NEW BRUNSWICK, NJ - The Old Bay, a household name across the Hub City, will go out with a bang before shutting its doors for good at the end of the month.
On Saturday, December 9, The Do Rights will have their last concert there. The next weekend, on Saturday, December 16, P-Funk North will perform for the final Old Bay concert. Then on December 23, the restaurant will host its final farewell to all its patrons.
The Old Bay has become known far and wide for its festive, Mardi Gras style of dining. The music is right there with you; not up on a stage.
For The Do Right’s members, the Old Bay has offered something unique for its patrons, and on top of that, a chance for the band to really build a name for itself.
“When I think of Mardi Gras, it’s this big party experience, sort of free and loose,” said Rolonda Franklin, the band’s vocalist, “I think that’s really what we’ve all felt, playing at the Old Bay, a sense of freedom, and festive party.”
Apples to oranges though; you’re bound to get a different experience at the Hub City Brewhouse, Court Tavern, Scarlet Pub or George Street Co-Op.
Still, the loss of another music venue has struck somewhat of a somber tone.
“It’s been a little sad to see these monuments of the city go out of business,” Franklin said. “I really hope that whatever ends up taking their place will be as accommodating of live music.”
For many musicians, the Old Bay has been a stepping stone for them, whether in their musical career, or at the very least, a confidence boost for any fledgling band or musician.
“A lot of places, you really need a lot of credentials to get through the door, but the Old Bay, they always had their finger on what was going on in the pulse musically, a lot of people came in and said ‘listen, just give us a shot’,” said Owen Wetzel, a founding member of The Do Rights.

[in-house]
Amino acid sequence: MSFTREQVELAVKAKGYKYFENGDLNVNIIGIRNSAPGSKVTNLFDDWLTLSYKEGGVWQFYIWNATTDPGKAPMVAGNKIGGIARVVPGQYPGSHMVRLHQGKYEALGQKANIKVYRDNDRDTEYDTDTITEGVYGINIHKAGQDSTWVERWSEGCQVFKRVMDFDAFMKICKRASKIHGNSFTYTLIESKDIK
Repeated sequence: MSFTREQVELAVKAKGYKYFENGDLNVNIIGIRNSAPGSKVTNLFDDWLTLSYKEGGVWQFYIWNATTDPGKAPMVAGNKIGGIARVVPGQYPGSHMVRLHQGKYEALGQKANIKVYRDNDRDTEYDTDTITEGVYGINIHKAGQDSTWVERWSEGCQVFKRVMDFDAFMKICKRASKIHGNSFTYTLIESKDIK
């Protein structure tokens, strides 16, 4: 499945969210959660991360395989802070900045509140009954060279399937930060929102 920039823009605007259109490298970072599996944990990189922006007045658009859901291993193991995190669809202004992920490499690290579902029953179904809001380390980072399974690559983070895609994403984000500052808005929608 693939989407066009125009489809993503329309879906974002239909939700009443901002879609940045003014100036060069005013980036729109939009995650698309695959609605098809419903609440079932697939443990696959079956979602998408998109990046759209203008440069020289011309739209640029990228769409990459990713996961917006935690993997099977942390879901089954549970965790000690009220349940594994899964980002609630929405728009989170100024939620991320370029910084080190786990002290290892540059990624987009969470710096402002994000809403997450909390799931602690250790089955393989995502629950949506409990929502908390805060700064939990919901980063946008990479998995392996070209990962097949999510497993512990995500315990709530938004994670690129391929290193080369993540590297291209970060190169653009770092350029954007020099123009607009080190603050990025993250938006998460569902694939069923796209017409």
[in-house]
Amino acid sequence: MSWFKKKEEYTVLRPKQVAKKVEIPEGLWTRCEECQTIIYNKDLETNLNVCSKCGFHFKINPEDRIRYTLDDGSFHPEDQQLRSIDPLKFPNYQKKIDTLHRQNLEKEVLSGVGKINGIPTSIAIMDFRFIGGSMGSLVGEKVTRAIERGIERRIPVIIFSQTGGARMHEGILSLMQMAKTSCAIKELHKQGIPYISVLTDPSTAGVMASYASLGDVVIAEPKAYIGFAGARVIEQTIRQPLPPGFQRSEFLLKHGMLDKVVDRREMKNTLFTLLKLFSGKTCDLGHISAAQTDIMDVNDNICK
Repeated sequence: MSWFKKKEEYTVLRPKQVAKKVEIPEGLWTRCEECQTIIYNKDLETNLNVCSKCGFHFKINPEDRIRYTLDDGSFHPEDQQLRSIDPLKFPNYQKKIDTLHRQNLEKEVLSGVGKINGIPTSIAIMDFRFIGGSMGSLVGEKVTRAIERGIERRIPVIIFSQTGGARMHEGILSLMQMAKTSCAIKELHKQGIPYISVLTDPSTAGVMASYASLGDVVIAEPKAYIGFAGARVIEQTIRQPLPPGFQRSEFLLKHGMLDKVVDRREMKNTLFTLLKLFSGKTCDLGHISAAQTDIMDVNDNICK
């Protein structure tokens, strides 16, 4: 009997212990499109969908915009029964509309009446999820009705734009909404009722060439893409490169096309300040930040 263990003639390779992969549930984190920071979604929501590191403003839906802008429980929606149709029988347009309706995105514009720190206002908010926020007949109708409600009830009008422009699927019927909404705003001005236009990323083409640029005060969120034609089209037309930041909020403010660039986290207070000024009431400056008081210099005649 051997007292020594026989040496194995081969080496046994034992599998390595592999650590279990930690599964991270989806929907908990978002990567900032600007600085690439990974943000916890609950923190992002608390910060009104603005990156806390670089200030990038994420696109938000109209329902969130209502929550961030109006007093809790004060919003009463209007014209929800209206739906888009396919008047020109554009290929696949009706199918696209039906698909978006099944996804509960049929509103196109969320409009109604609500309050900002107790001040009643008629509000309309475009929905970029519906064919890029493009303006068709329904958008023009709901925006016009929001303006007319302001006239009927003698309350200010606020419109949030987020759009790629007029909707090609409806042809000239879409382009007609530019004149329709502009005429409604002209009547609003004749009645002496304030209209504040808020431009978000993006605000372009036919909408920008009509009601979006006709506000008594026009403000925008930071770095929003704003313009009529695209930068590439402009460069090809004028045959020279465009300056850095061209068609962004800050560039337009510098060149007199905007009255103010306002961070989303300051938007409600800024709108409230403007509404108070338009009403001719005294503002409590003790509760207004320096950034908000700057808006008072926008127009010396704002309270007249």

“The Old Bay was a place that really harvested local music,” Wetzel said.
You’d be right if you thought “the Old Bay” and “The Do Rights,” have appeared in the same sentence time and time again.
The band has performed nearly half their shows there, at least once a month, according to Franklin.
“They were one of the venues around New Brunswick that just always had their doors open to us,” Franklin said. “The management and staff have just been really welcoming, and any time we just wanted to play out, they were very accommodating.”
Franklin credits the Old Bay with helping the band find a niche, and a platform to become successful.
The Old Bay’s contributions to the music scene hasn’t been without its complications, Wetzel said. Because the restaurant serves alcohol, music lovers under 21 couldn't get in.
“Even if they do an all ages with wrist-bands, people keep finding a way to drink and they can get in trouble,” Wetzel said, adding that many times, this has posed a problem for venues like the Court Tavern, any restaurant on George Street or any bar on Easton Avenue.
And so, that gives the underground music scene a competitive edge; it caters to all ages, and you wouldn’t have to worry about being 21 to enjoy the show.
The Old Bay, and other restaurants in the area, have catered more to an older and more mature crowd as a result, Franklin said, well above the legal drinking age.
What the future holds for bands like The Do Rights is up in the air, once the Old Bay becomes the Blackthorn Irish Pub & Restaurant.
“The venue is trying to shift gears into becoming more of a pub experience,” Franklin said. “I’m interested to see what it’s going to look like.”
“It’s probably a lot easier for a restaurant to say ‘we don’t need live music, let’s just put on the house music really loud’,” Wetzel said. “Which a lot of people do when the turn restaurants to bars.”
“We’ll see, hopefully. I’m sure that the new place is going to be great.”
The Do Rights go on stage on December 9 at 9:30 p.m. The Old Bay’s last concert is Saturday, December 16 at 10 p.m., with a performance by P-Funk. The restaurant’s final day of festivities is on Saturday, December 23 at 10 p.m.